• Your pick must be a stakes winner and have run in at least one 1 1/8 mile prep race.
  • He must have either 3 or 4 prep races since January 1st, no more, no less.
  • Don’t pick the post time favorite or the Breeders’ Cup Juvenile winner. 
  • Pay close attention to the horse’s Churchill Downs workouts. 5 furlong or longer works are important.
  • Horses with good tactical speed and the ability to stalk have preference over pure speed or rally from way back types. Proven ability to handle bad traffic situations is a plus.
  • Stay away from geldings. No gelding has won since 1929 except Funny Cide in 2003. Flip side of this is not many geldings are entered as horses good enough for the Derby are rarely gelded.
  • Dosage index of 4.0 or lower
  • At least one race on a Kentucky track is a plus. 
  • If a trainer enters more than one horse, beware the one they don’t hype. Thunder Gulch and Charismatic are perfect examples of this.
  • The Derby has a huge field, up to 20 horses, so traffic is a big problem. Remember that anything can happen with all the bumping that will go on.

How to Find a Key Horse That Can Lead to Boxcar Derby Payoffs
by Kenneth Strong, Professional Horse Handicapper of

(Highlights from article, click above link for entire article) Finding your Key Horse in the Kentucky Derby- All we have to go on is history, but combining that with decent handicapping skills will give us a better shot than 90 percent of the crazies that will be betting house numbers, birthdays, names, colors and just about anything else you can think of on Derby Day, including horses that wink at people in the post parade.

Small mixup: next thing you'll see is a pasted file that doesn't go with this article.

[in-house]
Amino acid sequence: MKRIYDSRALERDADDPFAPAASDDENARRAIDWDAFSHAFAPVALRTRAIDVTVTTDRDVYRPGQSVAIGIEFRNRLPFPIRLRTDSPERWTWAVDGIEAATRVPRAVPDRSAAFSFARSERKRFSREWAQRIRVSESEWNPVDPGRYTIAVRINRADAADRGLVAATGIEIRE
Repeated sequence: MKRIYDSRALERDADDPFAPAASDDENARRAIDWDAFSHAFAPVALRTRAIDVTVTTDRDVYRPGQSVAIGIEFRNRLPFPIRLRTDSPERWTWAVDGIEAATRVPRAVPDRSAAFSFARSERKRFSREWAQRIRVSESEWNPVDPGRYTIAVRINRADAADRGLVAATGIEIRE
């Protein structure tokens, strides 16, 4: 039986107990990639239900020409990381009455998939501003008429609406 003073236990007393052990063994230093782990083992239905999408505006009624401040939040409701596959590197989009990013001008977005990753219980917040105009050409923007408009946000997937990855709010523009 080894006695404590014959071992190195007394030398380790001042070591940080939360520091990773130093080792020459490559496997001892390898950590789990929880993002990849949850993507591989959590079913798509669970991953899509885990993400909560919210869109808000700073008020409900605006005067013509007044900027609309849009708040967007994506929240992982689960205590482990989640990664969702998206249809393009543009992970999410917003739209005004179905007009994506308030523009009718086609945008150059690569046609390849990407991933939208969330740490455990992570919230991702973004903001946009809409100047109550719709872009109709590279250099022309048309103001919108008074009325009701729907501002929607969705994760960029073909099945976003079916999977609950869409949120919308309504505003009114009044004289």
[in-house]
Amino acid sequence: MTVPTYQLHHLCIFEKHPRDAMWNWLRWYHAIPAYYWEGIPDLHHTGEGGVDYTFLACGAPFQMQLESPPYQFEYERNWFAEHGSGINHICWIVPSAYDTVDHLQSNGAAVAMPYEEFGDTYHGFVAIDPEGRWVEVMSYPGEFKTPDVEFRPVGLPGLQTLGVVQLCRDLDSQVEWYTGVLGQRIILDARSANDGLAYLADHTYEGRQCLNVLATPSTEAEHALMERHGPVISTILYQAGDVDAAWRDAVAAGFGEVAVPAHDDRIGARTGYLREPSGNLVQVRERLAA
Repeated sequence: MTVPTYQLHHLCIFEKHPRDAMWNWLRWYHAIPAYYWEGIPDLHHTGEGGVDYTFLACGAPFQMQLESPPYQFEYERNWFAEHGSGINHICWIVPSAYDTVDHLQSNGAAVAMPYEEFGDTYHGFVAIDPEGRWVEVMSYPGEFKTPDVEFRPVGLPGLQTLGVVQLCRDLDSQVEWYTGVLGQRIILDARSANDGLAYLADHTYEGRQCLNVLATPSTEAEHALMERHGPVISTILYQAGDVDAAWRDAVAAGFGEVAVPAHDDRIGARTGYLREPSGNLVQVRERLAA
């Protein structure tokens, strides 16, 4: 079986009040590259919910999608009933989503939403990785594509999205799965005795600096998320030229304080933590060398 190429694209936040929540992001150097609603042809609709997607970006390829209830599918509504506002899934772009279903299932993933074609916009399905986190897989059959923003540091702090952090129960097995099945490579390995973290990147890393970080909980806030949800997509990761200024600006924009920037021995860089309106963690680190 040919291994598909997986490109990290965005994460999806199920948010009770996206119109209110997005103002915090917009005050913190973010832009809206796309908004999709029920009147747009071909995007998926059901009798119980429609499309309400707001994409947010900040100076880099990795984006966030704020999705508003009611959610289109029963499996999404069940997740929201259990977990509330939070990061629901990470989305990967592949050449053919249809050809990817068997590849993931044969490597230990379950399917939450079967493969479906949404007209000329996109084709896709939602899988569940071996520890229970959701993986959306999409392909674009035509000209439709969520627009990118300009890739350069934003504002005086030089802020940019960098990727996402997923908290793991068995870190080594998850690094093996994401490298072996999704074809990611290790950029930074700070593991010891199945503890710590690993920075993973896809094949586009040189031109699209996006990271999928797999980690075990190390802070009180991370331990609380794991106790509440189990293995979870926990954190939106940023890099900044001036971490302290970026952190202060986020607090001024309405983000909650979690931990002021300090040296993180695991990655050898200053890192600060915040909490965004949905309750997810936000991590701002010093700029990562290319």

• Favorites and Speed Rarely Win
  • Poor Works Better Handicapping Angle than Fast Works
  • Watch Key Derby Prep Races Closely- Any horse that can get within four lengths in a key prep race for the Derby deserves a second look, especially if the horse made a bid to win the race. A decent late rally to get within four lengths in an important prep could mean the horse is perfectly suited to the longer distance of the Derby.
  • Beware of Romping Winners- Horses we like to avoid in the win spot in the Derby are those coming into the race off numerous romping wins.
  • Beyer Speed Figures- We’ll be looking for horses that have cracked the 100 Beyer mark at least once in their lives and preferably run 105 or higher. Keep in mind that the horse with the top Beyer Figure coming into the Derby often loses, possibly because a number of runners may still be improving. Horses that have run a lifetime best Beyer Speed Figure in their race prior to the Derby can and do improve enough to win the big prize.
  • Outside Posts Better Than Inside-  Many bettors think that outside posts can hurt a Derby runner but in fact an outside post is probably better than an inside post and is at least as good as a middle post.
  • Jockeys and Trainers – Experience Required- Don’t bet a Derby horse to win unless a top jockey is aboard. The same goes for trainers.
  • Dosage a Minor Factor-  As far as pedigree goes we’ll be looking for a horse with a dosage of 4.0 or less but won’t throw a horse out unless their dosage is over 6.0.